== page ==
Dietary food additive monosodium glutamate with or without high-lipid diet induces spleen anomaly: A mechanistic approach on rat model

Open Life Sci. 2022 Jan 29;17(1):22-31. doi: 10.1515/biol-2022-0004. eCollection 2022.


Globally, the trend of using food additives and eating ready-made fast food has led to a deleterious impact on immune organs. Monosodium glutamate (MSG), as a food additive in a high-lipid diet (HLD), acts as a silent killer of immune cells. Hence, the present study aimed to evaluate the role of MSG in HLD on spleen injury in rats. Results showed that a 2.52-fold and 1.91-fold increase in spleen index in MSG and MSG + HLD group indicates splenomegaly, whereas a 1.36-fold and 1.29-fold increase in pro-inflammatory cytokines in MSG and MSG + HLD-fed rats, respectively, promote the inflammatory response. Additionally, MSG and MSG + HLD induce oxidative stress by 1.81-fold and 1.1-fold increased generation of reactive oxygen species (ROS) in macrophage population, and 1.38-fold and 1.36-fold increased generation of ROS in lymphocytes population, respectively. Furthermore, mitochondrial membrane potential was significantly reduced by 1.43-fold and 1.18-fold in MSG and MSG + HLD groups. Therefore, the current study argues that MSG has more detrimental effects on the spleen than MSG + HLD due to the presence of antioxidants in HLD, which suppresses the deleterious impact of MSG. Hence, it can be inferred that MSG induces spleen injury via targeting redox-guided cellular signaling with inflammatory response, leading to severe immune system anomalies.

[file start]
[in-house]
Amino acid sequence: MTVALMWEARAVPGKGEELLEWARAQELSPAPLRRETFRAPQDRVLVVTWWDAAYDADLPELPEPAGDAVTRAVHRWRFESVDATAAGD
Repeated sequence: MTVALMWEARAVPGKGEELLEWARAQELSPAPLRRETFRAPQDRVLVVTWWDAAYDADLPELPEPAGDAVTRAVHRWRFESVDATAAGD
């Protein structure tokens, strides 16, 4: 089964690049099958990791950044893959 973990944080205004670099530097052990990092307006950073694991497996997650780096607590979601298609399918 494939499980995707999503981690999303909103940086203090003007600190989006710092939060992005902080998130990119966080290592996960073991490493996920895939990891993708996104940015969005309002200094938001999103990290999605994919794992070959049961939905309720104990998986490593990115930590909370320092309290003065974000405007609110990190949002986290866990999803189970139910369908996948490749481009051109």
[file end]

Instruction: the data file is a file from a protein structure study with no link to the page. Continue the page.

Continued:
Keywords: food additives; high-lipid diet; monosodium glutamate; oxidative stress; spleen.